It is intended to provide cover... (none / 0) (#1)
    by Salo on Mon Oct 12, 2009 at 12:58:46 PM EST
    ...for the Blue Dogs.  If they really need cover is an open question. And you might also want to figure out who they need cover from. voters or donors?

    The more robust you make a (none / 0) (#2)
    by Anne on Mon Oct 12, 2009 at 01:11:09 PM EST
    "public" option that the vast majority of individuals are not eligible for, the greater the likelihood, in my opinion, that the private insurance companies will (continue to) hose those (trapped) in the private plans.  And they aren't going to wait until 2013 to do it, either.

    Make it robust, sure, but make is available to everyone.

    If we have the votes for that (5.00 / 1) (#3)
    by Big Tent Democrat on Mon Oct 12, 2009 at 01:13:11 PM EST
    I am all for it.

    I am not going to rehash the camel's nose under the tent argument.

    I think that discussion on this, amongst us anyways, is pretty much exhausted.

    I respect your position and urge you to argue for it.

    My view is different about where we are right now.


    Don't you ever wonder why (none / 0) (#10)
    by Anne on Mon Oct 12, 2009 at 01:47:16 PM EST
    Medicare was never considered that camel's nose?

    Or why there was never an effort to just expand it down in five-year or ten-year increments to see what might happen?

    I think the answer is simple: the health industry companies don't want it, Wall Street doesn't like it, and both sectors are giving oceans of cash to legislators to make sure the status quo lives on.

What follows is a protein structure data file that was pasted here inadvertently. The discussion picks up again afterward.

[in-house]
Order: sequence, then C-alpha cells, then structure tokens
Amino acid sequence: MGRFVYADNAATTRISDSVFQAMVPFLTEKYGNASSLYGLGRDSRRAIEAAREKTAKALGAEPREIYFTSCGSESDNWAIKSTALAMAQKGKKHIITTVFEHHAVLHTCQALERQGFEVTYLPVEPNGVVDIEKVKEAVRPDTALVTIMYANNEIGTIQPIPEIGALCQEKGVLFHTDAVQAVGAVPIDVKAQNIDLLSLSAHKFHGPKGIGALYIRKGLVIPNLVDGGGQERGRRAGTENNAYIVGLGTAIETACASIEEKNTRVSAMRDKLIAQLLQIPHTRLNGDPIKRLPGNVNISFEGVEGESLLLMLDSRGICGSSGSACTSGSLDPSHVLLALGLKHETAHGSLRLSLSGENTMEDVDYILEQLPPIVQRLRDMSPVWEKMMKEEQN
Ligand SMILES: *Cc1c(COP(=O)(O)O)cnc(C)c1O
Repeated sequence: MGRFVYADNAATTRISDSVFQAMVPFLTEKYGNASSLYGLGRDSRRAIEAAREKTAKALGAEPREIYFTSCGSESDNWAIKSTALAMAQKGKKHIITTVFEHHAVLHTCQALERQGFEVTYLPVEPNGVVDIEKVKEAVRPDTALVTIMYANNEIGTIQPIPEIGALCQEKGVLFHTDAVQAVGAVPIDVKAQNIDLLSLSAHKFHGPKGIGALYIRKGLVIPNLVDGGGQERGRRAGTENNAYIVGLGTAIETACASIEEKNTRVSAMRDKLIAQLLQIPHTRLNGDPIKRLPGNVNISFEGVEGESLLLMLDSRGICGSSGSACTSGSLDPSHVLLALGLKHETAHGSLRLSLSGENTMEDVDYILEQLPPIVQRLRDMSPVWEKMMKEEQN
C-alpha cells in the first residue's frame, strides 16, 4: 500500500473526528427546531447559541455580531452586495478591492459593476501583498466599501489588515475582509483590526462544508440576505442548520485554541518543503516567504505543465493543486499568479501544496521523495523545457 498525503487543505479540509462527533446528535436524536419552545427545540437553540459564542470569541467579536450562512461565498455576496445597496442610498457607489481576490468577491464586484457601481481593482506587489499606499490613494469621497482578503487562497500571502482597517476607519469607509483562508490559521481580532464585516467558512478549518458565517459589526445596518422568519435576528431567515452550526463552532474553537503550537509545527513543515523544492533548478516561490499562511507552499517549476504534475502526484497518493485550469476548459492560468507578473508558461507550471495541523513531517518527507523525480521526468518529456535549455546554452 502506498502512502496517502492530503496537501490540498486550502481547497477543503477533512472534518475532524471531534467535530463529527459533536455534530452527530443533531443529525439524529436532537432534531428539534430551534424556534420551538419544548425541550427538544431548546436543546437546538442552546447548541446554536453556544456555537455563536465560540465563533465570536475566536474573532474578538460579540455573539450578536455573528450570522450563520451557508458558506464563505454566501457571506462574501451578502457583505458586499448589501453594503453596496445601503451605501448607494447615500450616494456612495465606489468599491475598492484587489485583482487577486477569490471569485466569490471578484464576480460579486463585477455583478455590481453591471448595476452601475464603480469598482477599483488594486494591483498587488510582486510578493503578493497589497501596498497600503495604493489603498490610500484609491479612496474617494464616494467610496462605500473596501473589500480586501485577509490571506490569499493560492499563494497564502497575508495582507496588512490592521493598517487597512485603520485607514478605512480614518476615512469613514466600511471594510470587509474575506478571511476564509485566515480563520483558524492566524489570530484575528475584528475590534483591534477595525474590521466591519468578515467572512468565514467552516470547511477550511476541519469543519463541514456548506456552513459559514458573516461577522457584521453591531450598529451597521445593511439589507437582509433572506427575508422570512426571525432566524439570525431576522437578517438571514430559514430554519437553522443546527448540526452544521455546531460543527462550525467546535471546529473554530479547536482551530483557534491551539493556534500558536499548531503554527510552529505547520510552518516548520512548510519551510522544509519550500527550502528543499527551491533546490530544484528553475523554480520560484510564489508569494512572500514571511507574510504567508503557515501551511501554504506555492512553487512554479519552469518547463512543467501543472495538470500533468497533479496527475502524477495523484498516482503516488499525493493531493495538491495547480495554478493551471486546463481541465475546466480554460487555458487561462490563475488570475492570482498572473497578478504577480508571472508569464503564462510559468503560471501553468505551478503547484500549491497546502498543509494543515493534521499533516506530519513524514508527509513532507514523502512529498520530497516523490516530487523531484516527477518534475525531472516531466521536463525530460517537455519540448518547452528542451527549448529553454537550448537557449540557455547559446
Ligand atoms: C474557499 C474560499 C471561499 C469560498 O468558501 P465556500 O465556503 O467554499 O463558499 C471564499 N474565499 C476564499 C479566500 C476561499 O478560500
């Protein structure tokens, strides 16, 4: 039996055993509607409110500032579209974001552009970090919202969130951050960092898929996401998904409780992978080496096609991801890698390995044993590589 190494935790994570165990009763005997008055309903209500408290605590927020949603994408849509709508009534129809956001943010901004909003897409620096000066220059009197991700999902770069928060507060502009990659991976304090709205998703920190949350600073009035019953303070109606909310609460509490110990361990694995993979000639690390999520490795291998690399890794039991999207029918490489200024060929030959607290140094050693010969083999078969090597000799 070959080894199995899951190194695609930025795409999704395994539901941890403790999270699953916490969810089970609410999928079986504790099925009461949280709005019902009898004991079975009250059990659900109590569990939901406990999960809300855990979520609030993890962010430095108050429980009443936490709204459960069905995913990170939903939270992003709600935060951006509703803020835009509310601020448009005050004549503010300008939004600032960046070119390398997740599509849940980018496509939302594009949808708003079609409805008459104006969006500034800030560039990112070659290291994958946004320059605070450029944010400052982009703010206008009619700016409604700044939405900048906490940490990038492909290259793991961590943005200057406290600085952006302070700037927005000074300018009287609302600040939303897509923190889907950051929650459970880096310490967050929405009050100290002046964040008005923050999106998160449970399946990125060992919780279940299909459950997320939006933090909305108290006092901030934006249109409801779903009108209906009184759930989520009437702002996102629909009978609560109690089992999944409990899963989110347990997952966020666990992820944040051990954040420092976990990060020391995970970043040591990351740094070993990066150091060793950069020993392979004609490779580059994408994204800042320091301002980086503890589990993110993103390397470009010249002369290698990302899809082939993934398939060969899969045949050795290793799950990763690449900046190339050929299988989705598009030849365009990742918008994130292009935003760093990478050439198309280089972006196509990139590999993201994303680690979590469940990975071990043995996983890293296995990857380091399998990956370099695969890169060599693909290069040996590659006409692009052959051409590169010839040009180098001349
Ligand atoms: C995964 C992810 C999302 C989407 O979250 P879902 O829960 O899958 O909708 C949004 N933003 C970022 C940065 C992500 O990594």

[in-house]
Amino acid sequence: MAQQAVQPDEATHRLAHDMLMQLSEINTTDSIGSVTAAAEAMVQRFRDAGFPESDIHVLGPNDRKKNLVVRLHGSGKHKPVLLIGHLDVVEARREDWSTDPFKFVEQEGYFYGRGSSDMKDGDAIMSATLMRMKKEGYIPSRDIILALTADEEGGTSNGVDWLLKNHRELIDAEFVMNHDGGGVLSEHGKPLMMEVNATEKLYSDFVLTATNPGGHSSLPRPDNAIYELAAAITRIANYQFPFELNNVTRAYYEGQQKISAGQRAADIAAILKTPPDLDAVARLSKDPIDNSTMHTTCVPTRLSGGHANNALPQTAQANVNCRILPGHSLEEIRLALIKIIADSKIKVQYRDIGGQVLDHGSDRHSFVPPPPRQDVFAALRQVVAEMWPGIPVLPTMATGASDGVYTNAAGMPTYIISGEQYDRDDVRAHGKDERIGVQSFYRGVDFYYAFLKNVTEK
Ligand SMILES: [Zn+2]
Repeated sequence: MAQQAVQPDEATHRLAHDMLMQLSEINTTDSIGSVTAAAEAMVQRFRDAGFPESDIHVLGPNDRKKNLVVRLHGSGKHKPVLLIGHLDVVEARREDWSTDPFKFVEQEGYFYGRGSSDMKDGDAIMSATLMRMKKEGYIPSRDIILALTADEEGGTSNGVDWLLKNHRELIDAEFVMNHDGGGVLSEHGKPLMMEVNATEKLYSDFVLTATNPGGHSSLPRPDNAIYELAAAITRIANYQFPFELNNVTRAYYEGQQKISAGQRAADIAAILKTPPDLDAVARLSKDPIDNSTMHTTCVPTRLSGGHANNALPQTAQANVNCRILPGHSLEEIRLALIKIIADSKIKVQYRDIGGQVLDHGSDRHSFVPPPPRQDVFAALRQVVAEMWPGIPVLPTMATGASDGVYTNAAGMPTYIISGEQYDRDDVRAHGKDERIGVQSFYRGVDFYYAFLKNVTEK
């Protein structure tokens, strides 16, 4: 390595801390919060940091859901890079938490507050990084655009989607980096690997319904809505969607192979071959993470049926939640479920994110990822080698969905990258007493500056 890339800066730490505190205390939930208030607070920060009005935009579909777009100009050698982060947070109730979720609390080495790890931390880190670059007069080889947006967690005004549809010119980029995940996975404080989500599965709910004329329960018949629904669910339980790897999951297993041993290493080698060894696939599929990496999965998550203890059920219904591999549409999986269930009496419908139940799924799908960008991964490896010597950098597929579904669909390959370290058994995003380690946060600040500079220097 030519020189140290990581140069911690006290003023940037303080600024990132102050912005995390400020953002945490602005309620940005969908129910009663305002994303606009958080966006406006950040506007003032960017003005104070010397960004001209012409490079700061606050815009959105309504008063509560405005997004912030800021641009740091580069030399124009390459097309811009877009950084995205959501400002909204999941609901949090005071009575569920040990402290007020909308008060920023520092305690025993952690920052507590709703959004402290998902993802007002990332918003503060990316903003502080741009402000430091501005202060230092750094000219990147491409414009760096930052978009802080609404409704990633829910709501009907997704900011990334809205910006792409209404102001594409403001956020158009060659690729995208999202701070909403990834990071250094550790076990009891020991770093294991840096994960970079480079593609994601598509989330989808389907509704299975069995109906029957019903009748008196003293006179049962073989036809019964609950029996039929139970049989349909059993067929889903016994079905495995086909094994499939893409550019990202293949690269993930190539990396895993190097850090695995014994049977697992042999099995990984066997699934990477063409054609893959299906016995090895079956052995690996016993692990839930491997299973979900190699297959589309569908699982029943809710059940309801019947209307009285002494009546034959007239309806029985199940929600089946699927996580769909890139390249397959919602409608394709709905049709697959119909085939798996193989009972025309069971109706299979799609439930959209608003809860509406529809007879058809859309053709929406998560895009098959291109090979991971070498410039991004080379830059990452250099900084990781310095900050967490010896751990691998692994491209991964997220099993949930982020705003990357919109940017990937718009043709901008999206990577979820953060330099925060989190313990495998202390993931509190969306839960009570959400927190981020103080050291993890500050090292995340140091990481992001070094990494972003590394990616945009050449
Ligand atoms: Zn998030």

So, if, in all this time, the camel hasn't been able to get more than a nose into the tent, I think the chances are slim to none that any "public" option that ever sees the light of day will advance the camel any farther than a nostril hair or two.


    No wonder at all (none / 0) (#12)
    by Big Tent Democrat on Mon Oct 12, 2009 at 01:59:05 PM EST
    Obama never allowed it in the conversation.

    Yep (5.00 / 1) (#6)
    by TeresaInSnow2 on Mon Oct 12, 2009 at 01:31:53 PM EST
    The camel's nose (Washington Basic Health) has been present in Washington State for many, many years, but has never changed from being available only to those who are at or below 200% of the poverty line....in fact, along with having a waiting list a mile long, it's now being cut.

    So camel's nose, schmamel's nose.  In other words, I agree with you.  It's more the camel's hiney than his nose.


    But who set that mark? (none / 0) (#8)
    by Militarytracy on Mon Oct 12, 2009 at 01:37:38 PM EST
    And why is it stuck there?  That's insane, but this country has completely fallen off the wagon when it comes to acknowledging any poverty lines or even giving a rat's a$$.  We've been completely drunk on credit.

    I would think (none / 0) (#9)
    by lilburro on Mon Oct 12, 2009 at 01:45:23 PM EST
    Chris would support a Medicare+5 Federalist option over a level playing field option.

    So...why is Obama being so silent about it?  

    Personally I believe Obama should've spent this entire time ganging up on Nelson, Lincoln, and Conrad to ensure they vote for cloture when the bill comes to them with the public option in it.  That he doesn't appear to be doing this as we approach conference is a weak.

    I feel like I have no idea what is going on.

    Would he? (none / 0) (#11)
    by Big Tent Democrat on Mon Oct 12, 2009 at 01:58:25 PM EST
    He does not say.